Honors students showcase undergraduate research at ASU symposium
It took more than 40 hours to laser cut fabric and sew it together to make the parafoil that is the centerpiece of the project titled “Manna: An Autonomously Guided Parachute Delivery System” that Arizona State University students Audrey Schlichting and Lukas Severinghaus collaborated on for their honors thesis.
Schlichting, a senior majoring in mechanical engineering systems and professional flight who is also a certified pilot, and Severinghaus, a junior majoring in robotics – both at the Polytechnic campus – combined their interests and knowledge to create an automated, low-cost, safe airdrop system consisting of a parafoil and guidance unit.
The pair of students in Barrett, The Honors College presented their project at the 22nd annual Celebrating Honors Thesis Symposium held last week on the Tempe campus. Theirs was one of more than 100 projects presented by honors students from all four campuses across 10 colleges in addition to Barrett, including the W. P. Carey School of Business, Herberger Institute for Design and the Arts, Ira A. Fulton Schools of Engineering, College of Health Solutions, Walter Cronkite School of Journalism and Mass Communication, New College of Interdisciplinary Arts and Sciences, College of Integrative Sciences and Arts, The College of Liberal Arts and Sciences, Mary Lou Fulton Teachers College and the School of Sustainability. Eighty faculty members from througout ASU served as thesis directors.
Schlichting explained that traditional airdrops of food, supplies or medicine, for example, are often done by pilots tossing packages out of plane windows or open compartments while flying over places that cannot be easily reached by ground. She and Severinghaus set out to create an alternative delivery method that would employ a less risky, more accurate, steerable and more affordable system using a parafoil and drone.
In addition to custom designing and making a parafoil and guidance unit, the pair conducted many test flights, completed an 89-page paper documenting their research, methods and outcomes, and made a poster and slide presentation.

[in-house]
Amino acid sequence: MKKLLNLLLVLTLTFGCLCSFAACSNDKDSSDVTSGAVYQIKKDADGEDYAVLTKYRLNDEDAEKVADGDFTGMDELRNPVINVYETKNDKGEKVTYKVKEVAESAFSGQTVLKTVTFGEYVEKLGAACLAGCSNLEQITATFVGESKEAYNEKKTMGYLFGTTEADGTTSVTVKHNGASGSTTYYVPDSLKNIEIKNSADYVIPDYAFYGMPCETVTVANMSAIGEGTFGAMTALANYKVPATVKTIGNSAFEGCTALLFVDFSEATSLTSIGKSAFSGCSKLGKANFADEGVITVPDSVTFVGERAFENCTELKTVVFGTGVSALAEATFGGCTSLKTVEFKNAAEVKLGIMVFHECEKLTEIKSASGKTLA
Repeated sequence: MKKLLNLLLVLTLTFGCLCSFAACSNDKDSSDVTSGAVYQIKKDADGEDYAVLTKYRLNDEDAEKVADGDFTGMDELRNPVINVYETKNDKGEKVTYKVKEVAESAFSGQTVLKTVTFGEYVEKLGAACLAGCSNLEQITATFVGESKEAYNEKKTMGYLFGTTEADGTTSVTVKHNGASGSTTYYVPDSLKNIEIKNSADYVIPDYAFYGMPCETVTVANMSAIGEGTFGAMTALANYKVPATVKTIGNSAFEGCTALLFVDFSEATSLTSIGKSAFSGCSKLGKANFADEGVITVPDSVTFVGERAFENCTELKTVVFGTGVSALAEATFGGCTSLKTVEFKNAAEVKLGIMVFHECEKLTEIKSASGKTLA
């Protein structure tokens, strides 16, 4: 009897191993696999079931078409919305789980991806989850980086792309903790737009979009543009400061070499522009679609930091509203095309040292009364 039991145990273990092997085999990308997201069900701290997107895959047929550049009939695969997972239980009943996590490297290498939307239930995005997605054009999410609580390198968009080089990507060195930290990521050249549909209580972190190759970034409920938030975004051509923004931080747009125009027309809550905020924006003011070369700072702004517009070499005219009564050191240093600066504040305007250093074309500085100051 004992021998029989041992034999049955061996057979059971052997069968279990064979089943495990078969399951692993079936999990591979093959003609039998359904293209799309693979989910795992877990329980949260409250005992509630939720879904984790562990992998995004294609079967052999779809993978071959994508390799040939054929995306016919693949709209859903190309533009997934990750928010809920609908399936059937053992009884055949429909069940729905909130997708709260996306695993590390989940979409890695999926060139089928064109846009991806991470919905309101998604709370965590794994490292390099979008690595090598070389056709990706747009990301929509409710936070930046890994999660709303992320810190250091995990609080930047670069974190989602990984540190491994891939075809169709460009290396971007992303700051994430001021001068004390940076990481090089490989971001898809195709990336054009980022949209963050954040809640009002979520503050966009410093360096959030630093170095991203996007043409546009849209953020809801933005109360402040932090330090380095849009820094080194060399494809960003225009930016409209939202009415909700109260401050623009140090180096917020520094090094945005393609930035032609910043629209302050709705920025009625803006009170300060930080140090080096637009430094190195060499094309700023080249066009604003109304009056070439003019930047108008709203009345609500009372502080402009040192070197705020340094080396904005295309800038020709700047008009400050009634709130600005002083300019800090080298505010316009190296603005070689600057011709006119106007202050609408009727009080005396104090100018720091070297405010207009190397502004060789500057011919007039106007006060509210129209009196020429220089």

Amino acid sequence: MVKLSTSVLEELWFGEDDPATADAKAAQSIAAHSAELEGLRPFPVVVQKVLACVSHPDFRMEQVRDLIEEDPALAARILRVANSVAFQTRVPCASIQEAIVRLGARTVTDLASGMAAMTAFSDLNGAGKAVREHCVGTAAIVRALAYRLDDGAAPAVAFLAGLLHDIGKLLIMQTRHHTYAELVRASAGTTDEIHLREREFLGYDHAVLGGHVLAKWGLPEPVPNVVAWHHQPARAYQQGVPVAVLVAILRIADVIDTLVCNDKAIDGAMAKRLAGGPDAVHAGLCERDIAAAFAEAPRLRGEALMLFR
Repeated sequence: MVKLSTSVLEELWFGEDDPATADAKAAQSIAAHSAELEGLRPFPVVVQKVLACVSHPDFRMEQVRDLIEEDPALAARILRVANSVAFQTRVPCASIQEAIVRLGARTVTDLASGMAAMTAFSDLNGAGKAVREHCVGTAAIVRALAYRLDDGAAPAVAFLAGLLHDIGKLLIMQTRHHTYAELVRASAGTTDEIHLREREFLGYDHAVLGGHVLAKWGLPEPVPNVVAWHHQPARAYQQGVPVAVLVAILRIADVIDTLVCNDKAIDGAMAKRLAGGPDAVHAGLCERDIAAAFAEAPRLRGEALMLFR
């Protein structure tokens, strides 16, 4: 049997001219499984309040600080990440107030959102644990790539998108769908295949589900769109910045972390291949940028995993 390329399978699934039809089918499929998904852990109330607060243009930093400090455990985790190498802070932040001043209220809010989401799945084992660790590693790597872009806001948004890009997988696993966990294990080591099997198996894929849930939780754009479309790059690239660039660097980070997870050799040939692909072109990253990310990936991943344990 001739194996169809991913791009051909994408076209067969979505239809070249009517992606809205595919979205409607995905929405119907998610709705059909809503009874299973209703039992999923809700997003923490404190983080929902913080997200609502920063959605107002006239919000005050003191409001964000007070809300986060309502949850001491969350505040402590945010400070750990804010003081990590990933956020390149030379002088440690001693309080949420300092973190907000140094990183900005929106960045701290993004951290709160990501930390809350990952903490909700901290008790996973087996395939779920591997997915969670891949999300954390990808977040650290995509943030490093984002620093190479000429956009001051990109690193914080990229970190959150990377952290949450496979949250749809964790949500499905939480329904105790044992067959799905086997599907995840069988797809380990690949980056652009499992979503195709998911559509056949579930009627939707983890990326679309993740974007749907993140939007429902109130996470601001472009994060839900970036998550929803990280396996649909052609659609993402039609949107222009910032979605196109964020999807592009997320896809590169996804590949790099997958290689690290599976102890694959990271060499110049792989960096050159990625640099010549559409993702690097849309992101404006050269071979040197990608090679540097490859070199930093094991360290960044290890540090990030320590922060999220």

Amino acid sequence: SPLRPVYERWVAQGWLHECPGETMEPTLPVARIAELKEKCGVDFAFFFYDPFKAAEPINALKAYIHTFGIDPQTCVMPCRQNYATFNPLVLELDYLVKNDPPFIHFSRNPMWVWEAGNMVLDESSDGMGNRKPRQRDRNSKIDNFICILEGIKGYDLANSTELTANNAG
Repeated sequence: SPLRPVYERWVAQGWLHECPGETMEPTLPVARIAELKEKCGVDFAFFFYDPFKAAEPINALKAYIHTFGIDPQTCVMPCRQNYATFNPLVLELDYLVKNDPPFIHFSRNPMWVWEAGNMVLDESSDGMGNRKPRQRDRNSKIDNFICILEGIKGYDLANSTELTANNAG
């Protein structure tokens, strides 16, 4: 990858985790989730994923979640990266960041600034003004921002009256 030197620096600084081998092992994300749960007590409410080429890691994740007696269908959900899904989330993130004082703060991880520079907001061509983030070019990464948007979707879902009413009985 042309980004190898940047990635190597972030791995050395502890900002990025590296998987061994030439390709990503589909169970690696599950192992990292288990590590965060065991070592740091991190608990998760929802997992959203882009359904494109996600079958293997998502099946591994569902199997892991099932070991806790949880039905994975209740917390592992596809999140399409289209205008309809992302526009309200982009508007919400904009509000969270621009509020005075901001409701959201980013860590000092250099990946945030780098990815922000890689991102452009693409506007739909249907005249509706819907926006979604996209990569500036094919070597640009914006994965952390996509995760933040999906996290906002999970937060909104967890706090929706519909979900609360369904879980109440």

“With my experience in flying and his in robotics, we were able to bring our vision to life,” Schlichting said.
Severinghaus agreed. “We come from two very different fields, but each of us brought our own knowledge to the project. This is a really good cross-disciplinary collaboration,” he said.
The duo plans to continue refining their autonomous delivery system. They have been invited to work with an international organization to determine how their system could be used for humanitarian missions.
Severinghaus and Schlichting are a great example of what the Barrett undergraduate experience and symposium are all about.
“Our Celebrating Honors Symposium every spring allows us to showcase innovative undergraduate research in the advancement of scholarship and community impact across multiple disciplines,” said Kristen Hermann, Barrett vice dean.
“These intellectually rigorous projects can be in the student’s major, but students often choose to study projects outside the major as well, given their multiple talents and the interdisciplinary nature of Barrett. The thesis experience and process also prepares students to publish or get a leg up on the graduate school or job interview process,” she added.
Jasmine Lopez, a biology and global health major with a Spanish minor, brought her disciplines together for a project titled “Salud Empoderada: Bilingual Pre-Health English-Spanish Blog.”
“I was able to combine all of my interests and passions, including science, health care and the Spanish language into this thesis,” Lopez said.
Lopez said she created the blog to address the lack of Latino representation in medical schools and scientific doctoral programs and increase high school and college students’ exposure to careers in medicine and science. Blog posts, infographics and interviews with professionals in these fields are featured on Salud Empoderada.
Jude Kolodisner, a senior majoring in biomedical sciences, analyzed social isolation in animals and humans, finding that both share similar biological responses.
Kolodisner, who plans to attend medical school, said his research project, titled “Comparing Human and Non-Human Animal Social Isolation,” has implications for spotting and understanding symptoms of social isolation, such as stress and depression, and determining effective interventions.
Anika Islam, a senior business health care major, examined social curiosity — an interest in acquiring new information about how other people think, behave and feel — among young children.
This psychology-based project titled “The Malleability of Social Curiosity in Early Development” involved a study of 5- to 8-year-old children and surveys of their caregivers.
“I was able to be a part of the process of creating a whole research study as an undergraduate. If I wasn’t a part of Barrett, I would not have had this experience. It was a fun and creative experience that I’m grateful for,” said Islam, who will graduate in May and work in Phoenix as a health care analyst for consulting company Cognizant.
After a couple hours of students presenting their research in many formats, including posters, made objects and online, the event closed with a reception honoring the students and their thesis directors from multiple disciplines throughout ASU.